G Amir Bell (Jr.)
G Henry Caruso (Sr.)
G Steven Cook (Sr.)
F Hans Brase (Sr.)
F Pete Miller (Sr.)
Bench: F Spencer Weisz (Sr.), G Devin Cannady (So.), G Myles Stephens (So.), F Alec Brennan (Jr.)
Another March passed, and yet another set of dreams were dashed by a congregation of hoopster virtuosos. If it wasn’t evident already, the Ivy League can ball. Harvard won a first round game as a double-digit seed in consecutive tournaments. Yale, of course, owned complete control of almost the entirety of their 12-over-5 upset of Baylor seven months ago. This go-round, however, the Ivy League’s readiest opportunity to bust brackets will belong to the Princeton Tigers. The conference’s track record as a giant-killer can be traced back to the frustrations the patented Princeton offense caused in some of the nation’s bluebloods. The 1989 Tigers were the closest any 16-seed has ever been to actualizing the impossible against the mighty Hoyas. A 13-seeded Princeton meticulously snuck past defending national champion UCLA in 1996. Most recently, in the Tigers’ last NCAA appearance in 2011, they nearly halted a Kentucky Final Four run in its tracks on opening weekend. Those three games saw Princeton score less than 50 points on average. It’s safe to say the 2016-17 version of Princeton will be quite incongruent from that trend, attributable to one of the nation’s most efficient offenses.
Mitch Henderson’s team receives a shot in the arm with the reappearance of All-Ivy League performer Hans Brase, who returns to the floor after taking a medical redshirt year due to a torn ACL. Brase was Princeton’s second-leading scorer and leading rebounder in both his sophomore and junior seasons. Size was the Tigers’ most noticeable hole last season, and Brase plugs it. In spite of occasionally mobilizing a lineup with five players 6-5 and under, Princeton still managed to finish 45th in the nation in defensive rebounding rate as a team. Brase, personally, was 32nd nationally in 2014-15. Thus, Princeton will possess the size and glass-cleaning ability blended with offensive skill necessary to be Sweet 16 caliber. The Tigers, in general, are incredibly difficult to defend. Amir Bell technically is the man that initiates their offense, but they more utilize a point guard-by-committee approach with a half-court offense predicated on constant movement, inversion, and pinpoint execution.
Speaking of Bell, the improvement of his jumper by leaps and bounds was a major driver behind the Tigers adding 6 wins last season. Already a nifty pick-and-roll scorer, Bell was able to force defenses to respect him from beyond the arc, opening up even more avenues for the remainder of his team. Princeton is stabilized on the wing by senior leaders Henry Caruso and Steven Cook, who both not only stretch the floor, but are very proficient scorers off of cuts and straight-line drives. Devin Cannady, on the other hand, is no longer the new kid on the block. Exploding onto the scene in his freshman season as a sparkplug sixth man, the certified bucket-getter was one of the nation’s most efficient offensive players (126.8 O-Rating), and will be expected to deliver the same type of production off the bench again. He is a sophomore in a sea of upperclassmen. The successful mid-major scheme is a senior-laden squad, and that is exactly what the Tigers have assembled. Their collective chemistry and basketball IQ makes for a beautiful brand of basketball. Princeton will have chances to garner national attention in the non-conference with games at BYU, at VCU, at Monmouth and against Cal. If the secret is not out by then, the Tigers will surely have the potential to torch brackets courtesy of the Ivy League once again.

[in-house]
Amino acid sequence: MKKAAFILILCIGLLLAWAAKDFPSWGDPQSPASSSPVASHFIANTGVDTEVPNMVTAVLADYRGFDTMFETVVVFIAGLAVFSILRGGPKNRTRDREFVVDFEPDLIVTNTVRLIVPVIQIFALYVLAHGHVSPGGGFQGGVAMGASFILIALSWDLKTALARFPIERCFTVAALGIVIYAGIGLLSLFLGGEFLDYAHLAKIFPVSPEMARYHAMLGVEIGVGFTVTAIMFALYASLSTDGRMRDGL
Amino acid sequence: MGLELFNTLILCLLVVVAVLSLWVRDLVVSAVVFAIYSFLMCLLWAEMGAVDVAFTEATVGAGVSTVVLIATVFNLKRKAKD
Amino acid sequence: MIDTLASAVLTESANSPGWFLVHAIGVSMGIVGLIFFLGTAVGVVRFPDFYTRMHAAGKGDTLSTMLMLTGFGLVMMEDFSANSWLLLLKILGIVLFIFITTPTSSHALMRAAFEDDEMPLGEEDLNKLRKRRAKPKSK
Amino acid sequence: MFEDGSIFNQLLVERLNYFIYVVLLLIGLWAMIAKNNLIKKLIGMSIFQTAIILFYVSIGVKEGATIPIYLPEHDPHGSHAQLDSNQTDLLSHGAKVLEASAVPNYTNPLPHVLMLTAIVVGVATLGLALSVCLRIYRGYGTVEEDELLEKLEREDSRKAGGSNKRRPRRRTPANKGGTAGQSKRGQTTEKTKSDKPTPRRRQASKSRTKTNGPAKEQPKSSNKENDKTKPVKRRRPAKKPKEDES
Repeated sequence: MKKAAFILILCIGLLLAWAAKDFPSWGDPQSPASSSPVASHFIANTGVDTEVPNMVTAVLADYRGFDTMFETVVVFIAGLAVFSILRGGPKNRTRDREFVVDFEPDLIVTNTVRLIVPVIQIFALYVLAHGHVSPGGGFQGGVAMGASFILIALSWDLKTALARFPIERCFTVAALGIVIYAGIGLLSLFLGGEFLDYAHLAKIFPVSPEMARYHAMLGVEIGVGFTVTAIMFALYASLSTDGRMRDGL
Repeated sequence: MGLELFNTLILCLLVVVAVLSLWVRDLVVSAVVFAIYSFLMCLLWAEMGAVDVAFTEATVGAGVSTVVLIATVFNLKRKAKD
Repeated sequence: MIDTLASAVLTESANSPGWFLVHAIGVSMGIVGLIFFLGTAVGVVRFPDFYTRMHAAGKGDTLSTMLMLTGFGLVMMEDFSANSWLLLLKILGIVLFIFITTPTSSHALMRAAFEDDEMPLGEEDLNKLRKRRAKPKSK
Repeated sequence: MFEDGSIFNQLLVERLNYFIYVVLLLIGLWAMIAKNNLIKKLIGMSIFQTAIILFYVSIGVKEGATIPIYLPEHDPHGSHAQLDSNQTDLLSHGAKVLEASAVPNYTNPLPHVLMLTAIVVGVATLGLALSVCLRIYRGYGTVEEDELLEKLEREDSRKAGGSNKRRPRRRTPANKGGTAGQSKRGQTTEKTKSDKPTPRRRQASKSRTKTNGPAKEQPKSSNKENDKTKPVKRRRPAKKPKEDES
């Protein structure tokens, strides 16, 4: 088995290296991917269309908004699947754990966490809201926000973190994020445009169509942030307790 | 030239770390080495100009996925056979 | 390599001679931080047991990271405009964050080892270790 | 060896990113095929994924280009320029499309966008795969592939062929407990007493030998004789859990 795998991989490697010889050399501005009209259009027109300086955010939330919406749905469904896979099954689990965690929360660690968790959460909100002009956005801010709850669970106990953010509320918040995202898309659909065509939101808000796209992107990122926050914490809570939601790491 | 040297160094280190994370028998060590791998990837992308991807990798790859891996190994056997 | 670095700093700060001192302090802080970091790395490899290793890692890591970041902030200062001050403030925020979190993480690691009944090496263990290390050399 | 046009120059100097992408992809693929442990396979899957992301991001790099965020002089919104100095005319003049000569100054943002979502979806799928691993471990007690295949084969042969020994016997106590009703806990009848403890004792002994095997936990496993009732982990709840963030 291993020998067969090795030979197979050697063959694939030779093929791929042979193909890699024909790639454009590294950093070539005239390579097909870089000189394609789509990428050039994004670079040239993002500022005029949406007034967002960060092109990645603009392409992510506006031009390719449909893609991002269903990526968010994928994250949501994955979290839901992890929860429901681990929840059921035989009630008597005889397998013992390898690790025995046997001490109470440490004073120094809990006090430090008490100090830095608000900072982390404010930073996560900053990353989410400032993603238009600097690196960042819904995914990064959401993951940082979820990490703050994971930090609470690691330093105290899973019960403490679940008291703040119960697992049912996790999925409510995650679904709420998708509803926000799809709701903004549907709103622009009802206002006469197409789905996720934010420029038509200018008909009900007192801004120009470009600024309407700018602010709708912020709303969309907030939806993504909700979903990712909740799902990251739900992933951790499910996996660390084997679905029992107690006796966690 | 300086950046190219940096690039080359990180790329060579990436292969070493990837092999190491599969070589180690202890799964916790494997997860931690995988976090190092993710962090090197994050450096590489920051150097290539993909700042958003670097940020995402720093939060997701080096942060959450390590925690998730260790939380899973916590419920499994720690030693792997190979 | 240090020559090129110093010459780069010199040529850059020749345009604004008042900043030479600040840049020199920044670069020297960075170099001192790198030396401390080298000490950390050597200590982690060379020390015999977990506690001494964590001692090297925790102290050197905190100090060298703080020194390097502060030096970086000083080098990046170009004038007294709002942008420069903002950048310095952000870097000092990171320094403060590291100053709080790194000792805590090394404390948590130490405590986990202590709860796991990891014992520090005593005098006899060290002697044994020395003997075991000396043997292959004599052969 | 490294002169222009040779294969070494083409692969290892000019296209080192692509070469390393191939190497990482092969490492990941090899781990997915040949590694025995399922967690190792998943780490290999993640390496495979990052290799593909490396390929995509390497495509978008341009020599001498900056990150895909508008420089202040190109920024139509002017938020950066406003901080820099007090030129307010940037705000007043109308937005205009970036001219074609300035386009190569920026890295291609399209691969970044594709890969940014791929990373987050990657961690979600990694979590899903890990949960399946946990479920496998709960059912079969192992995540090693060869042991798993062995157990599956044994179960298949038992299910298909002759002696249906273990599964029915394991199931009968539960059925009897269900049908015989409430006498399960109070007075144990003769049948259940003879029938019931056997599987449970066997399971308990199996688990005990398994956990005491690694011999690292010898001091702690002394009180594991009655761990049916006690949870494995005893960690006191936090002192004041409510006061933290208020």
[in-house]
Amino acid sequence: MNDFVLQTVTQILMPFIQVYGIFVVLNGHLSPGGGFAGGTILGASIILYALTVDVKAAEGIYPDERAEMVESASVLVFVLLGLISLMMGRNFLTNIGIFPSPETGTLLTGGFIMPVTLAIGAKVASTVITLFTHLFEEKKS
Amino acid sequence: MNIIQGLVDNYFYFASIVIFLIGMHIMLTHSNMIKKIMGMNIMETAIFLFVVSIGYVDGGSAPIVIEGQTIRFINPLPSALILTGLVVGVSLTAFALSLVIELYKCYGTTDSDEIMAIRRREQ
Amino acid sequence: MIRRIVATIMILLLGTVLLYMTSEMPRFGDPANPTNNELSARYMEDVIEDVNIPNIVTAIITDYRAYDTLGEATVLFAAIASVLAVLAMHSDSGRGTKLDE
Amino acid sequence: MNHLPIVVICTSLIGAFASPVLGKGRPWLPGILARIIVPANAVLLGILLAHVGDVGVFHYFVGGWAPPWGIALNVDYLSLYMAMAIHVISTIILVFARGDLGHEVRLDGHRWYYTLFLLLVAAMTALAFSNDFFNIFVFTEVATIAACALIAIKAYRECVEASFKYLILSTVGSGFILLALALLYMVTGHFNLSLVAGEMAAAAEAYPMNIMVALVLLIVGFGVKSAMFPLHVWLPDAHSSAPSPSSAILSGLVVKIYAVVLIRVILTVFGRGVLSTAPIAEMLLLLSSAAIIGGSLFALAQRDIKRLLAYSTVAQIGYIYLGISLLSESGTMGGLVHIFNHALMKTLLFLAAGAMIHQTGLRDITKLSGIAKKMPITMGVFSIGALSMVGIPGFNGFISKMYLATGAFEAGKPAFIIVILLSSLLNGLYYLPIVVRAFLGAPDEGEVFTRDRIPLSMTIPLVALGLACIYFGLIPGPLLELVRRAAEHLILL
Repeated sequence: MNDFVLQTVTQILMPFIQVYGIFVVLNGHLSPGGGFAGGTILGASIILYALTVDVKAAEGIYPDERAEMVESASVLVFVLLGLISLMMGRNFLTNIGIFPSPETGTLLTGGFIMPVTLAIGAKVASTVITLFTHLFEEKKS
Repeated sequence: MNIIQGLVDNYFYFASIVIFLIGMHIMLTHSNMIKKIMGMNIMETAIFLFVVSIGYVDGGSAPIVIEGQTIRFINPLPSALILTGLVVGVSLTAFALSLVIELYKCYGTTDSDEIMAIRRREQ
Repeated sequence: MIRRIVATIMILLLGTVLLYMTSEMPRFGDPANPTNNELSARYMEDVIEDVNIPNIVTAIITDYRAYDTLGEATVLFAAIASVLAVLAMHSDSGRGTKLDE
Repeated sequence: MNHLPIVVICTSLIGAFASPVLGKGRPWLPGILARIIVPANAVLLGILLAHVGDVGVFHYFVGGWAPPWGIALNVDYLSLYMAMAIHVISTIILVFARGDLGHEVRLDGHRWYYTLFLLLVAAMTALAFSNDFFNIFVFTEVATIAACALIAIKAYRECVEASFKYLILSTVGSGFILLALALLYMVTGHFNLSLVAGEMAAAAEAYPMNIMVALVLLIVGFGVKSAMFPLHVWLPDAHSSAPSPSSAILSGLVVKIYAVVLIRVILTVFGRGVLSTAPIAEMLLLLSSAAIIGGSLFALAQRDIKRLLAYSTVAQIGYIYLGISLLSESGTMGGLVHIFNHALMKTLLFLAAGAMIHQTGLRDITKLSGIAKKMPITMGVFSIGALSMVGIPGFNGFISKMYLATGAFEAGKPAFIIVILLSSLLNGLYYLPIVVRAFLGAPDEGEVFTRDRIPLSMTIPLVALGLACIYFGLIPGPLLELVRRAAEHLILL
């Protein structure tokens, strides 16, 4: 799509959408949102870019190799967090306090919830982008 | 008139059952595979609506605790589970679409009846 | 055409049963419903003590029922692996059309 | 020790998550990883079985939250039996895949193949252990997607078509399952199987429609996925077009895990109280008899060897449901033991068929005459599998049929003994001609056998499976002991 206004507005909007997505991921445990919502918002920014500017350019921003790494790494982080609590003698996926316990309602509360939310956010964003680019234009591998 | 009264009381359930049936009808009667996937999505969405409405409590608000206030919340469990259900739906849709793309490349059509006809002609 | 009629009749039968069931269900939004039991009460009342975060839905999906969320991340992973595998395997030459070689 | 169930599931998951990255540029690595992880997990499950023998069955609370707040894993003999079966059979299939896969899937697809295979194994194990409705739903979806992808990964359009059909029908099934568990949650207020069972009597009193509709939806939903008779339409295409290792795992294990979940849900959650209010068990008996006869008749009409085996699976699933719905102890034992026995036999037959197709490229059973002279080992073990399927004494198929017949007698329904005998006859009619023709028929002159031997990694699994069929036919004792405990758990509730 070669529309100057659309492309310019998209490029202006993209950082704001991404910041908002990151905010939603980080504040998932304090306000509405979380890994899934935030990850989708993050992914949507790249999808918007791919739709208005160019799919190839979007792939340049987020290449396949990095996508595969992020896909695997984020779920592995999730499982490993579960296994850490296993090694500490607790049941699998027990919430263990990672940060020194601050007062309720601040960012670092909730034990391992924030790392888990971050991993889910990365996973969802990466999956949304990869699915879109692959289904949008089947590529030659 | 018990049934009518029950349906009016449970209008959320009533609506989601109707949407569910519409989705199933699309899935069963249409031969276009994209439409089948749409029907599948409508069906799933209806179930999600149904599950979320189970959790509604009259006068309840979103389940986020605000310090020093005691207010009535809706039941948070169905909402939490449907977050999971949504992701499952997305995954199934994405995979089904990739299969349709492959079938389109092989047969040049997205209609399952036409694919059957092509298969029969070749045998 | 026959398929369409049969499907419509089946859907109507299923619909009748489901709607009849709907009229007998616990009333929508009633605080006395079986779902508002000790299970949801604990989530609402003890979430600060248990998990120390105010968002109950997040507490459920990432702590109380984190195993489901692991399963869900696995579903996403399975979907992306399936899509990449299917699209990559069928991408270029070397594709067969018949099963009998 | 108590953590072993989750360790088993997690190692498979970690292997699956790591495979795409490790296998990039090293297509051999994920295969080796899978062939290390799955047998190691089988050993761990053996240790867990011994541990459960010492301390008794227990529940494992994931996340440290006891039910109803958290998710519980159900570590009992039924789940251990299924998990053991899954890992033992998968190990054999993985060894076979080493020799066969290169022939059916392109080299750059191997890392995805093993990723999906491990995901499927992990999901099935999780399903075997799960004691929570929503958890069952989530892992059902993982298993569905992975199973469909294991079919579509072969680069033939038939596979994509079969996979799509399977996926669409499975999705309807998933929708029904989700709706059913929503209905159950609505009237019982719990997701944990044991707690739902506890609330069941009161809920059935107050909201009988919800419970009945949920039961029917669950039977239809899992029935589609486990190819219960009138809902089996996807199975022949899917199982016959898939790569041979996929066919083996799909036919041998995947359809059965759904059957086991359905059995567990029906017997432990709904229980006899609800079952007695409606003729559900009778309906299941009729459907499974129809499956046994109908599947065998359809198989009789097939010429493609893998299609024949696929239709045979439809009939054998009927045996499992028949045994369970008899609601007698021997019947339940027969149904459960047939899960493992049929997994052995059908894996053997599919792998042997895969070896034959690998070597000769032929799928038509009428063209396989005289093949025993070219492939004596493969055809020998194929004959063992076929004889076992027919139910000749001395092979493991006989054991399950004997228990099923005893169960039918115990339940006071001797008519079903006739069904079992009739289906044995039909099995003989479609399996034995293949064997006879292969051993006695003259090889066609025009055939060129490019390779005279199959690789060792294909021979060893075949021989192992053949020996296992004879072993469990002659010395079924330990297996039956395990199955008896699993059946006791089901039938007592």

Namedrop Corner: As each top 25 team is introduced, a player namedrop from the respective team from our generation will accompany it. You know, the guys where the name is merely said and your fellow college basketball connoisseurs die of laughter. Out of Write Field lives for those names, and Princeton owns plenty from their successes since 2010. The hero of the aforementioned 2011 tournament team was combo guard Douglas Davis, who provided a special moment for Tigers basketball in a one-game playoff against Harvard.
Davis delivered the up-and-under move I would attempt to emulate for the remainder of my unstoried high school basketball career. Davis’ uncanny Juwan Staten-esque mid-range game gave the Ivy League fits for years, but the memorable shot during championship week of 2011 will never be lost in college hoops lore.